5 Tips for Healthier Eating After You Have a Stroke
A healthy diet has benefits for everyone. But after you’ve had a stroke, making positive changes in the way you eat can enhance your recovery — and help prevent another stroke.
You can take several steps toward making better food choices, says registered dietitian Elizabeth Kaliszewski, RD.
The primary goal of a post-stroke diet is to manage high blood pressure and cholesterol to reduce your risk of another stroke. Here are five steps she recommends to help you meet that goal.
1. Shake the salt habit
The first thing you should know is that the average person eats at least twice as much sodium as he or she should.
“The American Heart Association recommends no more than 1,500 milligrams per day,” Ms. Kaliszewski says. “But a single teaspoon of salt has 2,300 milligrams of sodium.”
One simple way to help reduce your sodium intake is to remove the salt shaker from the table, especially if you habitually salt your food before you taste it.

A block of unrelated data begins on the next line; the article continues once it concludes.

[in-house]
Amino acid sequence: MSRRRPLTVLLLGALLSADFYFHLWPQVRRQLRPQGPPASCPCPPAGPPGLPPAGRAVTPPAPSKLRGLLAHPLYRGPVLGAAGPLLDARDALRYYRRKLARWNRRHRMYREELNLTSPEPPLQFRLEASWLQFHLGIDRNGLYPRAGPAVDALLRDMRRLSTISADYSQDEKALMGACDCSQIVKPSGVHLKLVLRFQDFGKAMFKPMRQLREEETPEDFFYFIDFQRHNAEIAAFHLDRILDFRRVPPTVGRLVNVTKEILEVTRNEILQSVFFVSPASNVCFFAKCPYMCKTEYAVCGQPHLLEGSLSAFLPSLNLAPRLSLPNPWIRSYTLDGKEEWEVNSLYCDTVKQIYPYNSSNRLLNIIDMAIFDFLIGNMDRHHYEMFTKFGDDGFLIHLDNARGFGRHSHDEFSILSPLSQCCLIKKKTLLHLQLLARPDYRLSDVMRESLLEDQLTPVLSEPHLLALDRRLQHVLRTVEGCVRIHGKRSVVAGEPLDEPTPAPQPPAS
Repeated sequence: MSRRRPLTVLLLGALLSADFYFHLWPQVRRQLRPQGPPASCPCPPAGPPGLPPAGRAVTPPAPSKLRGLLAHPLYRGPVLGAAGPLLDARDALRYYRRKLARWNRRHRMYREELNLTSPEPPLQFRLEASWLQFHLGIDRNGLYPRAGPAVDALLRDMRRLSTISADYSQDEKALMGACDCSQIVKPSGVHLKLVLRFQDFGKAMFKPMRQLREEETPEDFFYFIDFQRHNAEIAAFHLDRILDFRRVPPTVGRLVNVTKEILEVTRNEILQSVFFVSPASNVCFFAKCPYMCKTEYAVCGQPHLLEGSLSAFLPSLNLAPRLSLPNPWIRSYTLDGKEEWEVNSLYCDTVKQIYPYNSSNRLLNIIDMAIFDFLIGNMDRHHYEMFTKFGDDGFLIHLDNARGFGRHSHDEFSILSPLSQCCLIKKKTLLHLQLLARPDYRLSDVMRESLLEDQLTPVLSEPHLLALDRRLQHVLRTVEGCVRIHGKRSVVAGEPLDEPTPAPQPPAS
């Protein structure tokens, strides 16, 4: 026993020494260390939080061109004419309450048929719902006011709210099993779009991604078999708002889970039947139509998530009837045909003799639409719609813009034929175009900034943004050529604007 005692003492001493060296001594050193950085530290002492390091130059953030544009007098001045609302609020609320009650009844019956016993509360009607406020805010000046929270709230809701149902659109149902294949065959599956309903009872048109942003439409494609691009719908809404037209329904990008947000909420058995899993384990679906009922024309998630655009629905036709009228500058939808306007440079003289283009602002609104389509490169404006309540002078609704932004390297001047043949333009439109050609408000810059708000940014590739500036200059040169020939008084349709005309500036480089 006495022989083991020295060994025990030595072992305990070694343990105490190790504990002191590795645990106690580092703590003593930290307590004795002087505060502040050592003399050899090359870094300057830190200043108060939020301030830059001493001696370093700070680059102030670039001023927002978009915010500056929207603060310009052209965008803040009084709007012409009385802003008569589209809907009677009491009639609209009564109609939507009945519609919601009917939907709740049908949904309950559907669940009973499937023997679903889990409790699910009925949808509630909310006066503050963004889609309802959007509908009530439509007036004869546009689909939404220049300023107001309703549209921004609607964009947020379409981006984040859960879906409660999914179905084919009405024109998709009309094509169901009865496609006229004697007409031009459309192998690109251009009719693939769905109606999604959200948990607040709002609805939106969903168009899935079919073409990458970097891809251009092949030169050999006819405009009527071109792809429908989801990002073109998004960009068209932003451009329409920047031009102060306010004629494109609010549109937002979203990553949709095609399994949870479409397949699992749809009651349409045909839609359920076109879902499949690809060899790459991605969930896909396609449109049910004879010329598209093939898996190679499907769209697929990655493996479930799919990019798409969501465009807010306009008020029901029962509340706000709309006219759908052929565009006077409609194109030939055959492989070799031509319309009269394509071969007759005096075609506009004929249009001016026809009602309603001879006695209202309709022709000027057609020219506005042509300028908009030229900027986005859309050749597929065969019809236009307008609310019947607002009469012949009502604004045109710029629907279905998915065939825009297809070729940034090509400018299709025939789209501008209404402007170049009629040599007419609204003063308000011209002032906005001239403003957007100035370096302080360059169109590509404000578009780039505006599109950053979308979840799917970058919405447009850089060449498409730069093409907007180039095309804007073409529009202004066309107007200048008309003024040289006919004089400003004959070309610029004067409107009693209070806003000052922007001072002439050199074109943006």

Experiment with adding more herbs and spices as you cook. That will help you add flavor to food without adding unnecessary salt.
2. Read the labels
Salt isn’t the only thing you need to think about when you consider what to eat. The package may say “healthy” or “low sodium,” but that doesn’t necessarily mean it’s good for you.
Ms. Kaliszewski says it’s important to read the nutrition facts panel on the product’s label. This will tell you how much sodium and saturated fat are in the food. It also will give you a key piece of information that she says may people often overlook: serving size.
“Be savvy about food labels,” she says. “One serving may seem to have a low amount of sodium or saturated fats, but the serving size on the label may be much smaller than what you normally would eat at a sitting.”
3. Focus on whole grains, fresh fruit and fresh vegetables
What you eat is just as important as what you avoid.
It’s not enough to avoid chips or switch to 1 percent milk. You also need to incorporate healthier foods, such as fruits, vegetables or lean protein into every meal and snack. For example, choose baby carrots, sliced apples or fat-free greek yogurt for snacks. Baked skinless chicken breast or salmon can be the centerpiece for a great dinner. Try a hearty, nutritious soup, such as black bean, for lunch.
An added bonus: High-fiber foods are not only good for you, but they can actually make you feel fuller so you’re less tempted to overeat, Ms. Kaliszewski says.